Summer air travel forecast: Turbulent
July 29, 2009
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  • May 23, 2008

    Frequent flyers are disgruntled as air travel worsens and prices rise, according to a new survey released Thursday.

    At the same time, the airline travel forecast for this summer is discouraging. Travelers should expect more delays and more problems with lost bags and other services, say the survey’s authors.

    The Web-based survey was conducted by Wichita State University associate professor Dean Headley and University of Nebraska-Omaha professor Brent Bowen. They also are the authors of the annual Airline Quality Ratings.

    Ninety-three percent of the frequent flyers responding said they felt all aspects of air travel were getting worse or staying the same, Headley said.

    Most survey respondents said on-time performance was most important to them, followed almost equally by baggage and customer service.

    Travelers want to be “on time with my bags in my possession,” Headley said.

    More than 5,000 active and frequent travelers responded to the survey. Most were men, frequent flyers and well educated; 20 percent of them fly more than 10 times a year.

    The summer travel season begins this weekend and travelers should brace themselves for a lower performance by the airline industry, Headley said.

    Last summer, on-time performance was lower than at other times of the year while customer complaints and the number of mishandled bags rose, Headley said.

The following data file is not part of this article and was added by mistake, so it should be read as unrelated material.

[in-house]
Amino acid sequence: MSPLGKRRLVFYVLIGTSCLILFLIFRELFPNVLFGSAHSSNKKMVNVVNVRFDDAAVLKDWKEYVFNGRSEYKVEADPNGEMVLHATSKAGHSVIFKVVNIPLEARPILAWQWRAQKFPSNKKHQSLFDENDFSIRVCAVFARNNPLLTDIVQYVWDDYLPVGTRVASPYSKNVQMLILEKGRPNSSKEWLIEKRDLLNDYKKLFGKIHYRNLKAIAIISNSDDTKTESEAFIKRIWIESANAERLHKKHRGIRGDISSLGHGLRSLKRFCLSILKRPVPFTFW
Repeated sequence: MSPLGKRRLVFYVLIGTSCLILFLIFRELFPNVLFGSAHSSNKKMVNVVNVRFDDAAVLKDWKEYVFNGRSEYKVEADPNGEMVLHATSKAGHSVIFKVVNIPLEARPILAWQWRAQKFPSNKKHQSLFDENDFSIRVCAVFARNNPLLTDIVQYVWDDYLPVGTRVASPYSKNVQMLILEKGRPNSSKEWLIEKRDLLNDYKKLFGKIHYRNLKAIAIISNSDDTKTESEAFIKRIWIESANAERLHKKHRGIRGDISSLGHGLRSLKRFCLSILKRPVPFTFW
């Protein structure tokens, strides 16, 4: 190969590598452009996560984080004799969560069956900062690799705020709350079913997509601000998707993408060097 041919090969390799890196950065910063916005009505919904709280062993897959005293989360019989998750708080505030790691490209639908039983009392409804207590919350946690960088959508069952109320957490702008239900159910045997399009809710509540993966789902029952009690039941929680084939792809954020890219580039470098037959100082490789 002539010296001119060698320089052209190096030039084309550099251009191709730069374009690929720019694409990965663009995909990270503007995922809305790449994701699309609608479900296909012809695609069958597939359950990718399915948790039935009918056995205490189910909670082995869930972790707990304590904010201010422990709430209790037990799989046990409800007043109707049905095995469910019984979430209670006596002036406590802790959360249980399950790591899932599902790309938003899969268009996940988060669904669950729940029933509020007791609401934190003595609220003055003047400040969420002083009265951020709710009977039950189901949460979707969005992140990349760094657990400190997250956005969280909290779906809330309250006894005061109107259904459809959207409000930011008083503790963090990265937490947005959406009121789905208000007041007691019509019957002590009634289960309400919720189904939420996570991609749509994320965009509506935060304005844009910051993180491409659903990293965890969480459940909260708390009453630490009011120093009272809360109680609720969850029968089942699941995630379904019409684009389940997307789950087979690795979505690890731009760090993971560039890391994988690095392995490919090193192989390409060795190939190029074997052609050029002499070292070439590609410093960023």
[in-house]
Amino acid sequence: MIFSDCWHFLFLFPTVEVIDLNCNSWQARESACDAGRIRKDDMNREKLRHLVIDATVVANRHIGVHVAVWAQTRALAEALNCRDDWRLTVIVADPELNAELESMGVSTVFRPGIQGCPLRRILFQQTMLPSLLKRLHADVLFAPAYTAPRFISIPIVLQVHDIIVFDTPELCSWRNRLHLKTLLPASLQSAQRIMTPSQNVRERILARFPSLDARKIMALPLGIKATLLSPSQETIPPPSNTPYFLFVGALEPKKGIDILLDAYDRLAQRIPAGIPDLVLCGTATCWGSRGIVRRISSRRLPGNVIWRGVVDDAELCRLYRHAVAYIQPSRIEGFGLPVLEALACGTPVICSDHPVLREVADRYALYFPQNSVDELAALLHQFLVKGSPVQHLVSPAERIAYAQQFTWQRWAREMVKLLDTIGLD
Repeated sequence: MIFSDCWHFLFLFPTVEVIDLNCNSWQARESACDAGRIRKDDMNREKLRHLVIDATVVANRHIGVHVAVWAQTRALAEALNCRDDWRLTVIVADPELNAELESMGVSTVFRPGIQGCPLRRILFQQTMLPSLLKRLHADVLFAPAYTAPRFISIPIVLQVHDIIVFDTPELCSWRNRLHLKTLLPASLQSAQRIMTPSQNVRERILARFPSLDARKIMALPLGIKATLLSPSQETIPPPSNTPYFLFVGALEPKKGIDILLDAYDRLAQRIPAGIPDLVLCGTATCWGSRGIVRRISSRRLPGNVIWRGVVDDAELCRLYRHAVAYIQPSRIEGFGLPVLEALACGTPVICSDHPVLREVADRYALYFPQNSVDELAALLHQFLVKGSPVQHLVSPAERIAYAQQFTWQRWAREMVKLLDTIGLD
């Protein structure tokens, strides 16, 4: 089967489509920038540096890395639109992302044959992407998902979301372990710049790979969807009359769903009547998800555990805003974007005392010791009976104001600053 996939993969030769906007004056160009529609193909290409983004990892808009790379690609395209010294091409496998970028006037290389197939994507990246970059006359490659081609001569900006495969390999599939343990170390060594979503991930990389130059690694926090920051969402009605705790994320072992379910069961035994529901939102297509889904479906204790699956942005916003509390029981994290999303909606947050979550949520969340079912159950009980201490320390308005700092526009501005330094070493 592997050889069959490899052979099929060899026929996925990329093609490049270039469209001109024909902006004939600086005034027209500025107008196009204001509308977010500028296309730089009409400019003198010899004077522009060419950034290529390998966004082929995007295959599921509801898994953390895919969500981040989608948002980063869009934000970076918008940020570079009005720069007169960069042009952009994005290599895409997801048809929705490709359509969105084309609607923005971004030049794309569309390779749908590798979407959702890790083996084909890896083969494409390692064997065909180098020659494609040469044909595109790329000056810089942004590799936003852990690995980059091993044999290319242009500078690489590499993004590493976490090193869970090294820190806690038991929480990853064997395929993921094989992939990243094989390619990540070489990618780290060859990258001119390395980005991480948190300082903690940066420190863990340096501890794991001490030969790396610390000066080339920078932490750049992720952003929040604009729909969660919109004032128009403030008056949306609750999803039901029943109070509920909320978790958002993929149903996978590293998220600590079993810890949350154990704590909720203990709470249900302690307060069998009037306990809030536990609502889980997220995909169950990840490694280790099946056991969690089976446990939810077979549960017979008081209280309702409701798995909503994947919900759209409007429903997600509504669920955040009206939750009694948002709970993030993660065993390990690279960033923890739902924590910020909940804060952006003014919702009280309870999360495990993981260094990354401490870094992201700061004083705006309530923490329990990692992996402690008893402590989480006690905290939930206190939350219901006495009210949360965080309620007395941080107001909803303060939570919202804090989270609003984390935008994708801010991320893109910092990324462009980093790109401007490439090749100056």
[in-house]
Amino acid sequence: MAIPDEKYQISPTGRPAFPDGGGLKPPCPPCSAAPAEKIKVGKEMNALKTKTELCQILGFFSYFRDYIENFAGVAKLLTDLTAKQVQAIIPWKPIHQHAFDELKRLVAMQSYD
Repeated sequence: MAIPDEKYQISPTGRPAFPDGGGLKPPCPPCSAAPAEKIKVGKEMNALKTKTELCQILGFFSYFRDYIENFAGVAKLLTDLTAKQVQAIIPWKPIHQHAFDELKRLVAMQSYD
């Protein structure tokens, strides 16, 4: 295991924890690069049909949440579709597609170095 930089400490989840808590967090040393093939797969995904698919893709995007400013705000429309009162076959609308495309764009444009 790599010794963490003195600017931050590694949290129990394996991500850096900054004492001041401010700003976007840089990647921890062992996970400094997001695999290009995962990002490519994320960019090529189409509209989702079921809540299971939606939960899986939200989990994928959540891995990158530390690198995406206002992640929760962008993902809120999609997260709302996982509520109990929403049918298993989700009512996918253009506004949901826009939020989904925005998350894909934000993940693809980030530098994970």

“Summer is just not going to be a lot of fun,” Headley said.

    Passengers should check their bags, but carry on a bag with medications, clothing, documents or work items to get by for a couple of days in case their bags arrive late, Headley said.

    “Make sure you can do what you need to do for at least two days,” he said.

    It’s better to book flights through a travel agent, Headley said. That way if a flight is canceled, a passenger has an ally who knows the system to help find another flight, he said.

    Headley questions the wisdom of American Airlines’ decision to charge travelers $15 to check one bag. United Airlines and three other large U.S. carriers are considering following American’s lead.

    For one, passengers will bring more bags into the cabin, making loading the airplane more troublesome, Headley said.

    Plus, people are already unhappy when their bags don’t arrive, Headley said.

    “Just think how they’re going to be when they’re charged $15 for the mishandled bag,” he said. “I would not want to be in their customer service department.”

    Reach Molly McMillin at 316-269-6708 or

    Date: 2008-05-23